Globally more people are obese than underweight – this occurs in every region except parts of sub-Saharan Africa and Asia. Overweight and obesity are also linked to more deaths worldwide than underweight. Although there’s been a focus on mortality, there’s a huge volume related to things that don’t really kill you. Jessica Hamzelou wrote in 2012 about a shift in disease burden.

In 1990, under-nutrition was a leading cause of disease burden, measured as the number of years of healthy life an average person could expect to lose as a result of illness or early death. Back then, a high body-mass index, or BMI, was ranked tenth. Now, under-nutrition has dropped to eighth place, while BMI has risen to become the sixth leading cause of disease burden.

Jessica Hamzelou

Morning shows the day

Childhood obesity threatens our younger generations, similar to what under-nourishment did in the past few decades. The prevalence of overweight and obesity among children (under-5) and adolescents aged 5-19 has risen dramatically from just 4% in 1975 to over 18% in 2016. However, this trend remained consistent for both the genders, unlike adults.

Standards of measuring overweight/obesity for children under 5 years of age are, however, different from those for adults and adolescents. Unlike BMI, this is measured from the weight-for-height distribution of a vast number of children. In the case of overweight and obese children, the weight-for-height lies in the higher extremes of this distribution.

One of the leading causes of childhood obesity is the larger portions fed in early childhood days, according to Hayley Syrad, from University College, London. Some parents may be over-feeding their children, and in the process driving them to a higher risk of obesity-related health hazards. So the problems do show up just in childhood when a healthy diet and healthy size of diet-portions are often lost sight of.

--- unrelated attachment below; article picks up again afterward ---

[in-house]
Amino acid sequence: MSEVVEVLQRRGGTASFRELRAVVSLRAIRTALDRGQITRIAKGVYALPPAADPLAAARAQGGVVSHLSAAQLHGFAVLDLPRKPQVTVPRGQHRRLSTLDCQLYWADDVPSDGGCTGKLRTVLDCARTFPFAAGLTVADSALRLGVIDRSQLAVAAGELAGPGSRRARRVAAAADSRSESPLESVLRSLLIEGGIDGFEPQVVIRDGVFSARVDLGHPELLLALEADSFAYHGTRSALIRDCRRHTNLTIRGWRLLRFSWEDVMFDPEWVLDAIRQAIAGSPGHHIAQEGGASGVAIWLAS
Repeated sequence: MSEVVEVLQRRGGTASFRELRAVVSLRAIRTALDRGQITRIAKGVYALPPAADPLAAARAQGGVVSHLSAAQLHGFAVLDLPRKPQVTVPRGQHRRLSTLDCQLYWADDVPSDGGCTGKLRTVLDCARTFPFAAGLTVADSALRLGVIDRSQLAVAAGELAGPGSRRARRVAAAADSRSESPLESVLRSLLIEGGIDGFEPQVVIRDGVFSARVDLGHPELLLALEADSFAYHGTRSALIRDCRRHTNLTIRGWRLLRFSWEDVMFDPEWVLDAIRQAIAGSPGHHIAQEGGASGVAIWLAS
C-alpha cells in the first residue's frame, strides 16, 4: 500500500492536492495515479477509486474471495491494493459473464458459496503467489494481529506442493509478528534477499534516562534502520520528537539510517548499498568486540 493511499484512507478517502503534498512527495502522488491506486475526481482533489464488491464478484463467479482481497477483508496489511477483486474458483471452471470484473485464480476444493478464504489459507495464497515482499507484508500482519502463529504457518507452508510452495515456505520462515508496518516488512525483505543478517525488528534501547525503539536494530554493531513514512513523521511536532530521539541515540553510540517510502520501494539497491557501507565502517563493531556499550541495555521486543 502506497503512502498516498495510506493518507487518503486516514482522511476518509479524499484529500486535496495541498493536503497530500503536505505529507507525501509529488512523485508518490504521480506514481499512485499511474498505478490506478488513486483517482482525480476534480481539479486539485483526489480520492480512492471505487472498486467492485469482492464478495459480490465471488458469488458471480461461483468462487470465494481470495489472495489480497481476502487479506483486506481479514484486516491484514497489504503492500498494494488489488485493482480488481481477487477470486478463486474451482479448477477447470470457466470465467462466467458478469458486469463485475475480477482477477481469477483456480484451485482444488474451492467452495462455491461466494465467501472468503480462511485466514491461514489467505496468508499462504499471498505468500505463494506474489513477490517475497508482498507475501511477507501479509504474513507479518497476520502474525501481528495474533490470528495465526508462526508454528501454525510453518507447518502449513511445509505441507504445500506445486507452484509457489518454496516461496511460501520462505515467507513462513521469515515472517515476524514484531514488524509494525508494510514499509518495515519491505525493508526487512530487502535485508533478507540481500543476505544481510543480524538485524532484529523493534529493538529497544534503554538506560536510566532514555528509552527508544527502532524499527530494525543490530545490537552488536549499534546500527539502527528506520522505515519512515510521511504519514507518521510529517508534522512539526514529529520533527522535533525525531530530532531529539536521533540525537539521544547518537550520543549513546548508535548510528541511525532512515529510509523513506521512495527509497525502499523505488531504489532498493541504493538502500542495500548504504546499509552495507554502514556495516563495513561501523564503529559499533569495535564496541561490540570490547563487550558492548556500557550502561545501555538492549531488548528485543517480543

Studies show that overweight children are more likely to become overweight adults. Even birth weight tracks a person’s growth to adulthood: “A bigger baby is likely to be a bigger child and then a bigger adult”, researchers said. Dr. Clair McCarthy, of Harvard Health Publishing, predicted based on a new study in December 2017 that more than half of the children are going to be obese adults.

Not only are more than half of current children going to be obese by 35, but an obese 2-year-old has only a one in four chance of not being obese at age 35. If that 2-year-old is severely obese, the chance of being at a healthy weight at 35 is only one in five. By the time that severely obese child is 5, they have only a one in 10 chance of not being obese at 35.

Dr. Clair McCarthy, of Harvard Health Publishing

Over-nourishment – an effect of economic transition

The global burden of obesity and overweight has increased at an accelerated rate as the under-developed and developing countries have moved up the economic ladder and switched from traditional diets to western food styles, B M Popkin and L S Adair et al,. of the University of North Carolina observed. This Nutrition transition in case of children under 5 years of age has resulted in a great extent from the practice of feeding large meals that wouldn’t have been afforded otherwise by parents from lower income bracket.

The concern about the growing prevalence of overweight children, therefore, is no longer restricted to developed countries alone. With the economic situation improving in developing countries, child-feeding behavior is changing in these countries too.

We take the help of statistics for some of the developing countries to show how those who can afford to spend more on food are more prone to have overweight children. Compared to children from the families of the lowest echelon of income (termed 1st wealth quintile or 20% population of the lowest income), children from the 5th wealth quintile families (comprising 20% population with the highest income) are exposed to a higher prevalence of overweight, as the developing countries’ data shows.

The tendency and stimulus to feed large portions of meals that cause more harm to a child’s growth are linked to having enough money.
Plotted by the author; Data source- UNICEF’s Expanded Global Database on malnutrition 2019

Urban lifestyle impacts feeding practices

The phenomenon of the prevalence of overweight children being correlated with the economic condition of their parents is also discernible from the rural-urban differential of the prevalence. The fact that urban people are economically better off than rural people in countries of the developing world is reflected in how they feed their children.